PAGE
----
Thursday, June 11, 2020

The Accident: Chris Pavone

Having loved Chris Pavone's first novel, The Expats, I was eager to try another of his books. I soon purchased the second book he wrote, The Accident, and read it at the end of March.

The Expats was a spy thriller, but it was more than that. It was about a marriage where each spouse is hiding big secrets from the other. The Accident is not spy fiction at all but the story reads like it is. And since my favorite genre is spy fiction, that worked for me.

This story is about the attempt to publish a tell-all memoir that will release information about a very powerful and rich media mogul and ruin his life. This same information will also ruin a CIA operative, who has the ability to start a manhunt for author and manuscript, in order to prevent its release.

The manuscript is first given to an agent, who passes it onto a friend and editor, who passes portions of it onto the publisher. The action takes place in one day. As in The Expats, important information related to all the people involved is revealed gradually, bit by bit.

I enjoyed the book because of its insights into the publishing industry. I worked in publishing for years but not in that area of the business and not in fiction publishing. Still, that made it personally more interesting.

And since this is about a manuscript it is a book within a book, in a sense, which I like. In this case the excerpts from the manuscript were brief and sprinkled throughout the book. I found it a very effective storytelling technique.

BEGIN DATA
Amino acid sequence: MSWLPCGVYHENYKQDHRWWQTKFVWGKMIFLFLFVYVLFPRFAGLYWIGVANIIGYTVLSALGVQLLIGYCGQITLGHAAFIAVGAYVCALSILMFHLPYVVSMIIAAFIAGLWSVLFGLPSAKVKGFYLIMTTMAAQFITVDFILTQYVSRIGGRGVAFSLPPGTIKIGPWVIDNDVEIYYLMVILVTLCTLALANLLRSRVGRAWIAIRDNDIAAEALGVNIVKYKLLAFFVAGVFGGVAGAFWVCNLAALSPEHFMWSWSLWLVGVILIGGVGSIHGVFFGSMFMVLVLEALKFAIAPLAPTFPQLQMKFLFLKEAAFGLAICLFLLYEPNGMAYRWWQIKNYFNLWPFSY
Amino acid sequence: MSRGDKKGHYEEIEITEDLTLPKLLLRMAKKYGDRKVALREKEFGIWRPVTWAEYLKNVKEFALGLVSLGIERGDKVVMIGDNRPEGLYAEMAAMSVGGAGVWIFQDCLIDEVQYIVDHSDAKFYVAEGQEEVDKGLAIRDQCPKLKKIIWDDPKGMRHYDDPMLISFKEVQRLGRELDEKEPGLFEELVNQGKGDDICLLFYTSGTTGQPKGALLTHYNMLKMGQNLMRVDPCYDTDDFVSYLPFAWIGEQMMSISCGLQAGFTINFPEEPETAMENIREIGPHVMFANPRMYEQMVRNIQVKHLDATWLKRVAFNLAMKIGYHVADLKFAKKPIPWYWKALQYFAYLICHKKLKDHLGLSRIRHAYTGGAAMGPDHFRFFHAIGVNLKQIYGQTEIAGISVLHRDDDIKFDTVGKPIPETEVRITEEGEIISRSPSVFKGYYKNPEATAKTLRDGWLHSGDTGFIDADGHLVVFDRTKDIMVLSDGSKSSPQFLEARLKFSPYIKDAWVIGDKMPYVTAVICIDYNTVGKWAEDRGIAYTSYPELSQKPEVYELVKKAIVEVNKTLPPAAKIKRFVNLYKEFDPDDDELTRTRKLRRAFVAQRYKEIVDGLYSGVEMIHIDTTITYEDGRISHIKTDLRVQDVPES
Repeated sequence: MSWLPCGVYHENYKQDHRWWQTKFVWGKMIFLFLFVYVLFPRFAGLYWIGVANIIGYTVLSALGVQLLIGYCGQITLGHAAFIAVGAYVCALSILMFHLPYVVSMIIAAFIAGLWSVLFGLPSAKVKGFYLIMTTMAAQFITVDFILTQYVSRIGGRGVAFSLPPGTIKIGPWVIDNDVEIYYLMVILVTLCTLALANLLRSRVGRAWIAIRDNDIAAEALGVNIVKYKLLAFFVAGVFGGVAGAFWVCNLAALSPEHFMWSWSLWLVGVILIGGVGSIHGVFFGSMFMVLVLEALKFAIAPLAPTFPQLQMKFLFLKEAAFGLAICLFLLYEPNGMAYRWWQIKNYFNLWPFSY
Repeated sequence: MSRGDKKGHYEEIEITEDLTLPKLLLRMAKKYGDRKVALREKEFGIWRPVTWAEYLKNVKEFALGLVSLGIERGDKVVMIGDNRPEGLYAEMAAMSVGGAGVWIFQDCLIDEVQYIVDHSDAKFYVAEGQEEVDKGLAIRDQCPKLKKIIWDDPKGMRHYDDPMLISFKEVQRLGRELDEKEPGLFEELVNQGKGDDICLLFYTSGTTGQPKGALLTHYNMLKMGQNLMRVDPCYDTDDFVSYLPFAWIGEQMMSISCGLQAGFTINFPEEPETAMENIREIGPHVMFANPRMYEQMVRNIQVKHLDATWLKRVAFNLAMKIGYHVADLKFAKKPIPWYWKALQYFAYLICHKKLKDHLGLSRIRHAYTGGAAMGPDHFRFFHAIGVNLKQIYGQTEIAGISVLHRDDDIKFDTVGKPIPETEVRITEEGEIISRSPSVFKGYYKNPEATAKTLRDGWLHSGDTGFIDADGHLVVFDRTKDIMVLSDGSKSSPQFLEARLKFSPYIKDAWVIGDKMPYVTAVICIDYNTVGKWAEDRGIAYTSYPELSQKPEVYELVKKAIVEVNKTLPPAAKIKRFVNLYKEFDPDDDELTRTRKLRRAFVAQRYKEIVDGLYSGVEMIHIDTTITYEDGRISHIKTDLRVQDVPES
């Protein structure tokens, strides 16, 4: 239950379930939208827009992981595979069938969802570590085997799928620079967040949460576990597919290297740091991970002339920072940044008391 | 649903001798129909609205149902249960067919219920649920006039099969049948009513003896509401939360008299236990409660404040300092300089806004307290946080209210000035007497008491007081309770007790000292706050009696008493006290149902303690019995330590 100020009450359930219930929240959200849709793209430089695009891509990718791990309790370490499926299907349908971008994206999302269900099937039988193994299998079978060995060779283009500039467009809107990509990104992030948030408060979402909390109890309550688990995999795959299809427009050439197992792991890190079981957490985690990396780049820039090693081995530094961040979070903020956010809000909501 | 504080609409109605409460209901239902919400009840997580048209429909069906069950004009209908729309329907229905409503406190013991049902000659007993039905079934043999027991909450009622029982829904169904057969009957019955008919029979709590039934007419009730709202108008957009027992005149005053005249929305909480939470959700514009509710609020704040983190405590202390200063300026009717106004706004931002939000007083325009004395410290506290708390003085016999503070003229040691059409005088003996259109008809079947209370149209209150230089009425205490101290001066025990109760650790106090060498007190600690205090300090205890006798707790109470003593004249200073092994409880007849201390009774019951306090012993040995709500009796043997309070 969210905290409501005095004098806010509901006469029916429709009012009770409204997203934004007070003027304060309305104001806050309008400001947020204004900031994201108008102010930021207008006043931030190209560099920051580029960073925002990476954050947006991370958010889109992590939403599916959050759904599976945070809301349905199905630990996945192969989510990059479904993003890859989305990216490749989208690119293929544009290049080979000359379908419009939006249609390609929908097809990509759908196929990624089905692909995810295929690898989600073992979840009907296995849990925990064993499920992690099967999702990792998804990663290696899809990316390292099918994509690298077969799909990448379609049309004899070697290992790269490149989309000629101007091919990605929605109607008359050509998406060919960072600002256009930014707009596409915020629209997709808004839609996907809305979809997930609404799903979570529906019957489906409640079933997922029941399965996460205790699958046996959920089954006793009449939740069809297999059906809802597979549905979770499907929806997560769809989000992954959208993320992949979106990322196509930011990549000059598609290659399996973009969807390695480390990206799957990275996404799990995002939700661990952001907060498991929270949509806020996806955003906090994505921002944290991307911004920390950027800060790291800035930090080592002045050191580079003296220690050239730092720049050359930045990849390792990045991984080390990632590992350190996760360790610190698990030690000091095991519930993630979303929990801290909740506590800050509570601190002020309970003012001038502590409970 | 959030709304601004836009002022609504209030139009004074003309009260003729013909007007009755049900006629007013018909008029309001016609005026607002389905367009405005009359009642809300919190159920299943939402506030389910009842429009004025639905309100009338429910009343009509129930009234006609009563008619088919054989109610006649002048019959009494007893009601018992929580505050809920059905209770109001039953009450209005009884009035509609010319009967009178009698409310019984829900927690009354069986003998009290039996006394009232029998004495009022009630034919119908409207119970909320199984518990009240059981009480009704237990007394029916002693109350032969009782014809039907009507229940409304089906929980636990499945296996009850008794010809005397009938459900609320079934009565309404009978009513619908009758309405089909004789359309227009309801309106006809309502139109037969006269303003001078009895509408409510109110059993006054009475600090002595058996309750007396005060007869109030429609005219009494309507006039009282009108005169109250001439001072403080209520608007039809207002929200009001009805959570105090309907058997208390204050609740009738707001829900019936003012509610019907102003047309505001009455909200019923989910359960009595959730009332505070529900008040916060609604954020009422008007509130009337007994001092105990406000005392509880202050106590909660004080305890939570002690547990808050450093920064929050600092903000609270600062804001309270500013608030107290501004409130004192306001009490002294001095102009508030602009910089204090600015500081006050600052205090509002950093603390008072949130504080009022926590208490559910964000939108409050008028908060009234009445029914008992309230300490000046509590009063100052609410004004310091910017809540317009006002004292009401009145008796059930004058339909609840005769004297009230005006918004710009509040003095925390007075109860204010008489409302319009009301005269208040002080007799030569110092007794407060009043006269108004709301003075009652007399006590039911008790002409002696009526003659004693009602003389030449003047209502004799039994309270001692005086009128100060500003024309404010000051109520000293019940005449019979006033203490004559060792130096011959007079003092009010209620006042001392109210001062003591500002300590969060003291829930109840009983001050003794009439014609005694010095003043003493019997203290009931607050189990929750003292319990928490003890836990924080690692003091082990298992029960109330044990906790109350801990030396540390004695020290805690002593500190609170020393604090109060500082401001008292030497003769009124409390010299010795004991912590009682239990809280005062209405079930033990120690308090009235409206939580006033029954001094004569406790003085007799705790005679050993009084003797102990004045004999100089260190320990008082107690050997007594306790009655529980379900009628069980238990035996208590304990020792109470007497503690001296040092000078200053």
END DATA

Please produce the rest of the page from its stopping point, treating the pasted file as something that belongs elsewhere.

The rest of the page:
Although this is not a sequel to The Expats, two characters from that book do show up. Kate, the protagonist of The Expats, has a minor role as an assistant to Hayden Gray, the CIA operative who is chasing after the author and his manuscript. Hayden had a minor role in Pavone's first book, but his role is much more prominent here. However, knowledge of the previous book is not necessary at all. This is a standalone.

I would mostly categorize this as a fun thriller read, but there was plenty of loss of life in the effort to cover up the facts in the manuscript, and most of this happened to innocent people. There was a point at which that got depressing.

A minor negative factor is that the story is written in the present tense, which I usually don't like. In this case, for the most part, that did not bother me.


Publisher:  Broadway Books, 2015 (orig. pub. 2014)
Length:      416 pages
Format:     Paperback
Setting:      USA, mostly; also Zurich and Copenhagen
Genre:       Thriller
Source:      Purchased this year.


Neeru said...

I was waiting for this review. Sounds pretty compelling and I love compressed time-frames. Another one on my wishlist.

Margot Kinberg said...

I was hoping this one would be as good as The Ex-Pats, Tracy, and wondering how it compared. I'm glad you enjoyed it as well as you did. Like you, I'm not at all a fan of the present tense in a novel; usually it really grates on my nerves. Every once in a while it can work, though, and I'm glad it didn't detract from your reading.

TracyK said...

If you find this one, Neeru, it is well worth a try. I have already purchased the third book by the author.

TracyK said...